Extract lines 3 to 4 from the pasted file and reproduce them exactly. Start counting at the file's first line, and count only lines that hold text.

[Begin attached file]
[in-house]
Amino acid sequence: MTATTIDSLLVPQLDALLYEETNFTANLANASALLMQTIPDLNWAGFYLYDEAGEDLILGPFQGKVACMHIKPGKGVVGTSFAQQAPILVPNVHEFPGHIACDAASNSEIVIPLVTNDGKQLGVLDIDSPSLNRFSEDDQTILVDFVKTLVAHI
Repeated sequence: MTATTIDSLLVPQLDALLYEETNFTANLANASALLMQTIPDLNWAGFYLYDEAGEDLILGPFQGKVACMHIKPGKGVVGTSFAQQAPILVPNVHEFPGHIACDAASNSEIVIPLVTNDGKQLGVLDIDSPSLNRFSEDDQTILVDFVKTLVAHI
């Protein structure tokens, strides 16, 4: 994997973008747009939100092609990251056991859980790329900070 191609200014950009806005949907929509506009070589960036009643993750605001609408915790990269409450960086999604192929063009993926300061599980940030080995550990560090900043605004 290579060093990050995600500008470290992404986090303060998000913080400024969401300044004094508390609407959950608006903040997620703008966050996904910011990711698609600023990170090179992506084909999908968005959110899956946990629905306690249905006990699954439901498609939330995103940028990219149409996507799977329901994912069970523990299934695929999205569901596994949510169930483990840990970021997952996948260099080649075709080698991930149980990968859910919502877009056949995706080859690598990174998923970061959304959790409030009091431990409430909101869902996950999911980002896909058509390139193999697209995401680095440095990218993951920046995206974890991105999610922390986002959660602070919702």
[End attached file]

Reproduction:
Repeated sequence: MTATTIDSLLVPQLDALLYEETNFTANLANASALLMQTIPDLNWAGFYLYDEAGEDLILGPFQGKVACMHIKPGKGVVGTSFAQQAPILVPNVHEFPGHIACDAASNSEIVIPLVTNDGKQLGVLDIDSPSLNRFSEDDQTILVDFVKTLVAHI
């Protein structure tokens, strides 16, 4: 994997973008747009939100092609990251056991859980790329900070 191609200014950009806005949907929509506009070589960036009643993750605001609408915790990269409450960086999604192929063009993926300061599980940030080995550990560090900043605004 290579060093990050995600500008470290992404986090303060998000913080400024969401300044004094508390609407959950608006903040997620703008966050996904910011990711698609600023990170090179992506084909999908968005959110899956946990629905306690249905006990699954439901498609939330995103940028990219149409996507799977329901994912069970523990299934695929999205569901596994949510169930483990840990970021997952996948260099080649075709080698991930149980990968859910919502877009056949995706080859690598990174998923970061959304959790409030009091431990409430909101869902996950999911980002896909058509390139193999697209995401680095440095990218993951920046995206974890991105999610922390986002959660602070919702």